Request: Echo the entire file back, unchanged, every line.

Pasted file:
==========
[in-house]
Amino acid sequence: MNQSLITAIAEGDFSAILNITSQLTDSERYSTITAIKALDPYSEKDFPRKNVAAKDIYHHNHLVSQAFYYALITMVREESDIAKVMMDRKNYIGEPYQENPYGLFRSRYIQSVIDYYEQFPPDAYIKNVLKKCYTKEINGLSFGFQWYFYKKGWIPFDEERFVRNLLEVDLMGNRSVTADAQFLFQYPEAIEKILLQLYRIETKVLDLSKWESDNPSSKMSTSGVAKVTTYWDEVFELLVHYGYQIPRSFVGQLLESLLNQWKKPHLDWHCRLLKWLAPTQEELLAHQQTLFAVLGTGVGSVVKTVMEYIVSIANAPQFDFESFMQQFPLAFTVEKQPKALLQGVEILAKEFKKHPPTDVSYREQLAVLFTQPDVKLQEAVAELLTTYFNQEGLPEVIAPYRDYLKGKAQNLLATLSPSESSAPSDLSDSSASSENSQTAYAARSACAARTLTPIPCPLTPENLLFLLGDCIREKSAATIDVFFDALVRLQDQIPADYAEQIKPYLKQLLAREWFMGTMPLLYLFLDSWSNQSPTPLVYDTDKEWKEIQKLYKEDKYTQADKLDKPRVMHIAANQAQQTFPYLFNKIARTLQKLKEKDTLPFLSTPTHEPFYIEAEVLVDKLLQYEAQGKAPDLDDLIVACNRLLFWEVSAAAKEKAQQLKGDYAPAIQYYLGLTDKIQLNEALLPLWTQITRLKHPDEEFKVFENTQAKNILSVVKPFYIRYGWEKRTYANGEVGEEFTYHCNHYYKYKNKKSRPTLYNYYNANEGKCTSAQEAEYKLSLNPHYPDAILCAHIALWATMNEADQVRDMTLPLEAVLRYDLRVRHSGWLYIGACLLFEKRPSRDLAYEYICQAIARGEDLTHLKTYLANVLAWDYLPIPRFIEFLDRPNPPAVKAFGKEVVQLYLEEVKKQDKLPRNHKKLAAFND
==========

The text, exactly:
[in-house]
Amino acid sequence: MNQSLITAIAEGDFSAILNITSQLTDSERYSTITAIKALDPYSEKDFPRKNVAAKDIYHHNHLVSQAFYYALITMVREESDIAKVMMDRKNYIGEPYQENPYGLFRSRYIQSVIDYYEQFPPDAYIKNVLKKCYTKEINGLSFGFQWYFYKKGWIPFDEERFVRNLLEVDLMGNRSVTADAQFLFQYPEAIEKILLQLYRIETKVLDLSKWESDNPSSKMSTSGVAKVTTYWDEVFELLVHYGYQIPRSFVGQLLESLLNQWKKPHLDWHCRLLKWLAPTQEELLAHQQTLFAVLGTGVGSVVKTVMEYIVSIANAPQFDFESFMQQFPLAFTVEKQPKALLQGVEILAKEFKKHPPTDVSYREQLAVLFTQPDVKLQEAVAELLTTYFNQEGLPEVIAPYRDYLKGKAQNLLATLSPSESSAPSDLSDSSASSENSQTAYAARSACAARTLTPIPCPLTPENLLFLLGDCIREKSAATIDVFFDALVRLQDQIPADYAEQIKPYLKQLLAREWFMGTMPLLYLFLDSWSNQSPTPLVYDTDKEWKEIQKLYKEDKYTQADKLDKPRVMHIAANQAQQTFPYLFNKIARTLQKLKEKDTLPFLSTPTHEPFYIEAEVLVDKLLQYEAQGKAPDLDDLIVACNRLLFWEVSAAAKEKAQQLKGDYAPAIQYYLGLTDKIQLNEALLPLWTQITRLKHPDEEFKVFENTQAKNILSVVKPFYIRYGWEKRTYANGEVGEEFTYHCNHYYKYKNKKSRPTLYNYYNANEGKCTSAQEAEYKLSLNPHYPDAILCAHIALWATMNEADQVRDMTLPLEAVLRYDLRVRHSGWLYIGACLLFEKRPSRDLAYEYICQAIARGEDLTHLKTYLANVLAWDYLPIPRFIEFLDRPNPPAVKAFGKEVVQLYLEEVKKQDKLPRNHKKLAAFND